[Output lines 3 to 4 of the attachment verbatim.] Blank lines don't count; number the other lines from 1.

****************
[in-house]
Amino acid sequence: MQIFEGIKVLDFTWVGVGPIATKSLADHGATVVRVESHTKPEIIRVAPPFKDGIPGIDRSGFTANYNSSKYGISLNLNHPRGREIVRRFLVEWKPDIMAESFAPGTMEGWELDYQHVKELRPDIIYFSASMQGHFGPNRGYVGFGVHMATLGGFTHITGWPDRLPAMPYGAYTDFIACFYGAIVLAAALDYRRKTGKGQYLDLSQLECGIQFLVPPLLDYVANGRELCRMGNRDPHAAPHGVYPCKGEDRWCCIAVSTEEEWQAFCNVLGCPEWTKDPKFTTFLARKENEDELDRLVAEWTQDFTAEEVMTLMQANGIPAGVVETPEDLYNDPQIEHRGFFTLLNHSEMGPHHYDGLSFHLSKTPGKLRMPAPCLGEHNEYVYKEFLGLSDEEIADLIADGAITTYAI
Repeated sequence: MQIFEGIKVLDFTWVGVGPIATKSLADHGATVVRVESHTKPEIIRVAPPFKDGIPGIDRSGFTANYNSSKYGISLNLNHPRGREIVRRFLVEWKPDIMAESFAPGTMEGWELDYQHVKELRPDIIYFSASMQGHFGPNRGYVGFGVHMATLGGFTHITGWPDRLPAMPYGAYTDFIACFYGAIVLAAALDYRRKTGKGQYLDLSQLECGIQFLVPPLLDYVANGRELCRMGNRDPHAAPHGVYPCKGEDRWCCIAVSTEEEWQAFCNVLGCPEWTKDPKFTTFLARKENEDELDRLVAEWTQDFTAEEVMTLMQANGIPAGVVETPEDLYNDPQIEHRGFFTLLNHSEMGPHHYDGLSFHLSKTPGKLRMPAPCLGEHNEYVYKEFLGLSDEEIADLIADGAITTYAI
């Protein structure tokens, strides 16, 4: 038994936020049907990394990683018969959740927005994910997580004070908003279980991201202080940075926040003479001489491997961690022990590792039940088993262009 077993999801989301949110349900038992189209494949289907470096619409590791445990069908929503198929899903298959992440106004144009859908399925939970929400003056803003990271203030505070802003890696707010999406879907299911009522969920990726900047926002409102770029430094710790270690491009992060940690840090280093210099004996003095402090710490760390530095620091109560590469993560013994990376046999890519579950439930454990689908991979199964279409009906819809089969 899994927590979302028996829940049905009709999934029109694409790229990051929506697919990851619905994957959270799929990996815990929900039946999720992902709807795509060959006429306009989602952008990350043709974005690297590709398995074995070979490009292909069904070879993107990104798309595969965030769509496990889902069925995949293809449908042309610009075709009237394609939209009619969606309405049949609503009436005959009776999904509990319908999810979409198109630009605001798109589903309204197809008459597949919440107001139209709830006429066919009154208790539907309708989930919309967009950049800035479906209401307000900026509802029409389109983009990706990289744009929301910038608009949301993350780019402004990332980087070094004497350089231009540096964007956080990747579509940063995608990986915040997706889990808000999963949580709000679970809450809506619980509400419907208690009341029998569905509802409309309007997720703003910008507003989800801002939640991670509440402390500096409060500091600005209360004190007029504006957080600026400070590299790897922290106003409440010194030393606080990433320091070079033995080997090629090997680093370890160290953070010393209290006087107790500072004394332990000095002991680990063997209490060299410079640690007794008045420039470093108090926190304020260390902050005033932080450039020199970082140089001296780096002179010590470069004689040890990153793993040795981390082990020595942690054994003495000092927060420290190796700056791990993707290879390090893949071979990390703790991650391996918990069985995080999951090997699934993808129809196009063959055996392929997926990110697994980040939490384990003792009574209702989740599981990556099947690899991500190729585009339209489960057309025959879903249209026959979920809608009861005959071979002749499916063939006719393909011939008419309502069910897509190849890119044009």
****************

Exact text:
Repeated sequence: MQIFEGIKVLDFTWVGVGPIATKSLADHGATVVRVESHTKPEIIRVAPPFKDGIPGIDRSGFTANYNSSKYGISLNLNHPRGREIVRRFLVEWKPDIMAESFAPGTMEGWELDYQHVKELRPDIIYFSASMQGHFGPNRGYVGFGVHMATLGGFTHITGWPDRLPAMPYGAYTDFIACFYGAIVLAAALDYRRKTGKGQYLDLSQLECGIQFLVPPLLDYVANGRELCRMGNRDPHAAPHGVYPCKGEDRWCCIAVSTEEEWQAFCNVLGCPEWTKDPKFTTFLARKENEDELDRLVAEWTQDFTAEEVMTLMQANGIPAGVVETPEDLYNDPQIEHRGFFTLLNHSEMGPHHYDGLSFHLSKTPGKLRMPAPCLGEHNEYVYKEFLGLSDEEIADLIADGAITTYAI
């Protein structure tokens, strides 16, 4: 038994936020049907990394990683018969959740927005994910997580004070908003279980991201202080940075926040003479001489491997961690022990590792039940088993262009 077993999801989301949110349900038992189209494949289907470096619409590791445990069908929503198929899903298959992440106004144009859908399925939970929400003056803003990271203030505070802003890696707010999406879907299911009522969920990726900047926002409102770029430094710790270690491009992060940690840090280093210099004996003095402090710490760390530095620091109560590469993560013994990376046999890519579950439930454990689908991979199964279409009906819809089969 899994927590979302028996829940049905009709999934029109694409790229990051929506697919990851619905994957959270799929990996815990929900039946999720992902709807795509060959006429306009989602952008990350043709974005690297590709398995074995070979490009292909069904070879993107990104798309595969965030769509496990889902069925995949293809449908042309610009075709009237394609939209009619969606309405049949609503009436005959009776999904509990319908999810979409198109630009605001798109589903309204197809008459597949919440107001139209709830006429066919009154208790539907309708989930919309967009950049800035479906209401307000900026509802029409389109983009990706990289744009929301910038608009949301993350780019402004990332980087070094004497350089231009540096964007956080990747579509940063995608990986915040997706889990808000999963949580709000679970809450809506619980509400419907208690009341029998569905509802409309309007997720703003910008507003989800801002939640991670509440402390500096409060500091600005209360004190007029504006957080600026400070590299790897922290106003409440010194030393606080990433320091070079033995080997090629090997680093370890160290953070010393209290006087107790500072004394332990000095002991680990063997209490060299410079640690007794008045420039470093108090926190304020260390902050005033932080450039020199970082140089001296780096002179010590470069004689040890990153793993040795981390082990020595942690054994003495000092927060420290190796700056791990993707290879390090893949071979990390703790991650391996918990069985995080999951090997699934993808129809196009063959055996392929997926990110697994980040939490384990003792009574209702989740599981990556099947690899991500190729585009339209489960057309025959879903249209026959979920809608009861005959071979002749499916063939006719393909011939008419309502069910897509190849890119044009």